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  1. Shockandawe

    This is gonna cost billions, time for another 10 billion line of credit.

  2. Tim

    No wonder they stopped using the tag line Quality is job one, now it’s quality is job none.

  3. StarLord

    How hard is it to make a car that doesn’t break?

    1. ronarb

      There is no such vehicle.

  4. Drew Ford Retiree

    Plaintiff lawyers are having a field day. Ford’s abysmal quality means more business for these lawyers and also means a greater likelihood of a sympathetic jury pool (Ford’s poor quality will be common knowledge and nearly all potential jurors probably know someone stung by bad Ford product).

    Jimbo, who else are you going to blame for this mess?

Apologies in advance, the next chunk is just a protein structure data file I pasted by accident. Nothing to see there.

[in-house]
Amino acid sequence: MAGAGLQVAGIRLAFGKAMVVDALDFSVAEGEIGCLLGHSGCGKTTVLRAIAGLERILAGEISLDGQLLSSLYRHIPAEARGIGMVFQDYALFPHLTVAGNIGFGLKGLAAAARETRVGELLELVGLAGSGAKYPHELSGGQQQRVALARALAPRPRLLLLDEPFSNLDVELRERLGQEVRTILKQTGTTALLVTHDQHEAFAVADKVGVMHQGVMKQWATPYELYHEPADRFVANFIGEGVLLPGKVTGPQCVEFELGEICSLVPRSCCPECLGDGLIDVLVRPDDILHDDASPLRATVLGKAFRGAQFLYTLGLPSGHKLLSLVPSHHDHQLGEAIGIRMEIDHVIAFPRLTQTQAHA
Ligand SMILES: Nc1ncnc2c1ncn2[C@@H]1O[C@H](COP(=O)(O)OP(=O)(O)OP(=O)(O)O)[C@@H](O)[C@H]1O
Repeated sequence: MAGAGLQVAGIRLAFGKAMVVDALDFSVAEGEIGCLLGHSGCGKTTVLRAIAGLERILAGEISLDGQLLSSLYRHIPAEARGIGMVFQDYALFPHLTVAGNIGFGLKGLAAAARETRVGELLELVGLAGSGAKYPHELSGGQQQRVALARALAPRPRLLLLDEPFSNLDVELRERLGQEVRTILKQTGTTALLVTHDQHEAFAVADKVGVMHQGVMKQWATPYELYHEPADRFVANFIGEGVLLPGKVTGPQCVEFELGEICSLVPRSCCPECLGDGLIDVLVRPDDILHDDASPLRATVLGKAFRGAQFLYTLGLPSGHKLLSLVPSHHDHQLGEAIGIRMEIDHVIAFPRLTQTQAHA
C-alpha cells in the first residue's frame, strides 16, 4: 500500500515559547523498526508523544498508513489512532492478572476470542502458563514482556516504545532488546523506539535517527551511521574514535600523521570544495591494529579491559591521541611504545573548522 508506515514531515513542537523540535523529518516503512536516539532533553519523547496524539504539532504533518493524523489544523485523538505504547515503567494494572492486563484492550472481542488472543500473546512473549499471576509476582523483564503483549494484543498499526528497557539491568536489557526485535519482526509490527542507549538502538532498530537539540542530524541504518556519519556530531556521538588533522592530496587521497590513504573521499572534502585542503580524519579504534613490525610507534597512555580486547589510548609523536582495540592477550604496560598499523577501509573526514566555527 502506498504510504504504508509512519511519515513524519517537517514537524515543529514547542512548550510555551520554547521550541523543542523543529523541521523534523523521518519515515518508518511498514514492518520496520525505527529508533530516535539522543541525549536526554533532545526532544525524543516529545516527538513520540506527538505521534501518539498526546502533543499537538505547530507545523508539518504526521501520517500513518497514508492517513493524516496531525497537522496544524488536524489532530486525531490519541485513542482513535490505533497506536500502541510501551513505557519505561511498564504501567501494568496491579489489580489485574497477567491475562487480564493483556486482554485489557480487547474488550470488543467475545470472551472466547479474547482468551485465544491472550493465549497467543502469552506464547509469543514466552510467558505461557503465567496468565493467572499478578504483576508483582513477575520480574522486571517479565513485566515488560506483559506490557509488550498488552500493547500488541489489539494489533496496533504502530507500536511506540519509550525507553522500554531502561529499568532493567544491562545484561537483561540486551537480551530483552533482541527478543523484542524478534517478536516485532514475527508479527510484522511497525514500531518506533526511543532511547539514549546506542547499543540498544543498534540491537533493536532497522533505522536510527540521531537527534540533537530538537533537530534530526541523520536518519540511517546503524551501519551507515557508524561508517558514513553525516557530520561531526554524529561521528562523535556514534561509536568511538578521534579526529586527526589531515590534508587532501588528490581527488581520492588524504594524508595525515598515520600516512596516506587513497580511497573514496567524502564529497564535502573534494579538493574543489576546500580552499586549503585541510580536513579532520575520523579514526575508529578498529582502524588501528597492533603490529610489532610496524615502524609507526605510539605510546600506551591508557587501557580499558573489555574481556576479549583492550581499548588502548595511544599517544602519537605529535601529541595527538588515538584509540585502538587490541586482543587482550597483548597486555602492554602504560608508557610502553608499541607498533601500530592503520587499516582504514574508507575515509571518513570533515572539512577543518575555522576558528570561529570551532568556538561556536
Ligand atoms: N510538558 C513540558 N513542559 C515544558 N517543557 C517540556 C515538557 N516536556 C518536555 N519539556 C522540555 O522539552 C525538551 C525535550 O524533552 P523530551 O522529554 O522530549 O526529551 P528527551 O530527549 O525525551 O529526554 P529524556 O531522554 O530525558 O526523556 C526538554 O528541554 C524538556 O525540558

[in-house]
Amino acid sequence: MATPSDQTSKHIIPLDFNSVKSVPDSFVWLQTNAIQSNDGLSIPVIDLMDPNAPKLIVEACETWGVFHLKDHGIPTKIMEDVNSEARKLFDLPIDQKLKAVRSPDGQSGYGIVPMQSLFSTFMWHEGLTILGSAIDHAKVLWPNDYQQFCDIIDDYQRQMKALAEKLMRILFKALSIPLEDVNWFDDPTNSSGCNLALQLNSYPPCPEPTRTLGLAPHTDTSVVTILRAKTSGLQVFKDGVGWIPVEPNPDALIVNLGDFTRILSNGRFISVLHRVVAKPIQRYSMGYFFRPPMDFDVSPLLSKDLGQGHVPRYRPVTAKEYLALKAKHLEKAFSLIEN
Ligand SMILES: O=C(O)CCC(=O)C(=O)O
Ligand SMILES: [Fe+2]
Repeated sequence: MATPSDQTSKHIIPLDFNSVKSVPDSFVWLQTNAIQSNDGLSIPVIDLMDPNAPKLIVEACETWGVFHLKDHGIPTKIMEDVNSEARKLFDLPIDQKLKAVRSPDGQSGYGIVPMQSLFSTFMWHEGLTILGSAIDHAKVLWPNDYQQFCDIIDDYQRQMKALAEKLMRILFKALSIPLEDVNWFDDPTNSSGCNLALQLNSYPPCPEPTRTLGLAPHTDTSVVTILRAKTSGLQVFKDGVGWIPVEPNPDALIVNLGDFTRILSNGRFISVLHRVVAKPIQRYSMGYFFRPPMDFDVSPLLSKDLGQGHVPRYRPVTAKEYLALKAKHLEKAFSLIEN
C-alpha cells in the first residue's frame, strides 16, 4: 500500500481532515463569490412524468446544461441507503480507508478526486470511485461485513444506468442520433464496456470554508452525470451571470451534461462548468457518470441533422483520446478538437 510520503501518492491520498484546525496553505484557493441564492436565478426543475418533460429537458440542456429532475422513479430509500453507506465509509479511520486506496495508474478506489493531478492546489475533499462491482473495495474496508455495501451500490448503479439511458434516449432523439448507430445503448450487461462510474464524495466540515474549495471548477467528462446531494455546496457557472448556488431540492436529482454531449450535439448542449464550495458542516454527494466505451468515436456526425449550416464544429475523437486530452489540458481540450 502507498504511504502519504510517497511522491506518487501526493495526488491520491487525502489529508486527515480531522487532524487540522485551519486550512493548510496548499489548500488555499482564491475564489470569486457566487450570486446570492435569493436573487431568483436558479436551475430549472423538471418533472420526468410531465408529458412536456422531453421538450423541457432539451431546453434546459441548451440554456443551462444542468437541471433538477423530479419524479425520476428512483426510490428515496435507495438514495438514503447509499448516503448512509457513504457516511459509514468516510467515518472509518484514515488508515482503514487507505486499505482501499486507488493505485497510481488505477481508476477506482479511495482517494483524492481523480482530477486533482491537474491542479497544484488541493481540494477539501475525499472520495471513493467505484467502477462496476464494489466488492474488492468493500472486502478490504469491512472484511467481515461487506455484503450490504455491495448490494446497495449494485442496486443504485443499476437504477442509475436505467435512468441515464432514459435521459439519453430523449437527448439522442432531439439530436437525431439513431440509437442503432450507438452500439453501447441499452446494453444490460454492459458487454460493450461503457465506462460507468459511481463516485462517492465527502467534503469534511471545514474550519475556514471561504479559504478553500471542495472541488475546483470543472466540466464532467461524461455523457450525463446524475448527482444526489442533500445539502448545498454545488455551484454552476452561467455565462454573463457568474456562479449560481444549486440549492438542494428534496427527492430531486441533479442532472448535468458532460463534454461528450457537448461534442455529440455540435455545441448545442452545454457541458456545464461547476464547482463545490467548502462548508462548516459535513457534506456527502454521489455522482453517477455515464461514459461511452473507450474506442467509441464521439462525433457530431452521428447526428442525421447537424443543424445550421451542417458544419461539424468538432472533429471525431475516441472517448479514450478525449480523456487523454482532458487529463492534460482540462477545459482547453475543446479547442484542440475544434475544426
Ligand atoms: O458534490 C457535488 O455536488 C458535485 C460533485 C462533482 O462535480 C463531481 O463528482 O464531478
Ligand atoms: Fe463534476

5. philip tilley

    How much does a bolt cost, one, two or four bolt’s, who pays for the bill, the customer 30,000 dollar’s or more.

  6. jbc

    No issues with mine.

  7. Shockandawe

    Mine neither, I haven’t driven it since I bought it, but I carry a bushel of bolts just in case.

  8. John_N68

    It seems utterly bizarre to me that a company as old as Ford had not only seemingly forgotten, but also only just realized as of Farley that maybe they should have well-documented quality testing & methodology in place. And who are the heads of the engineering departments that are rubber-stamping incredibly stupid mistakes like this? Time to clean house of these clowns.
    Farley, of all people, should know better, as he was in upper management at Toyota for 17 years and highly respected by Toyota’s Japanese leadership. He knows quite well how Toyota’s quality control systems work, and needs to implement the same at Ford ASAP.

    1. QCX

      I suspect Farley is fighting against an entrenched system of cronyism and resistance to change. Add in that all the best talent have obviously gone over to Ford-e and you can bet the remaining Ford-Blue mediocre people will fight him all the way on implementing change. Very sad, really.

    2. Steve Jones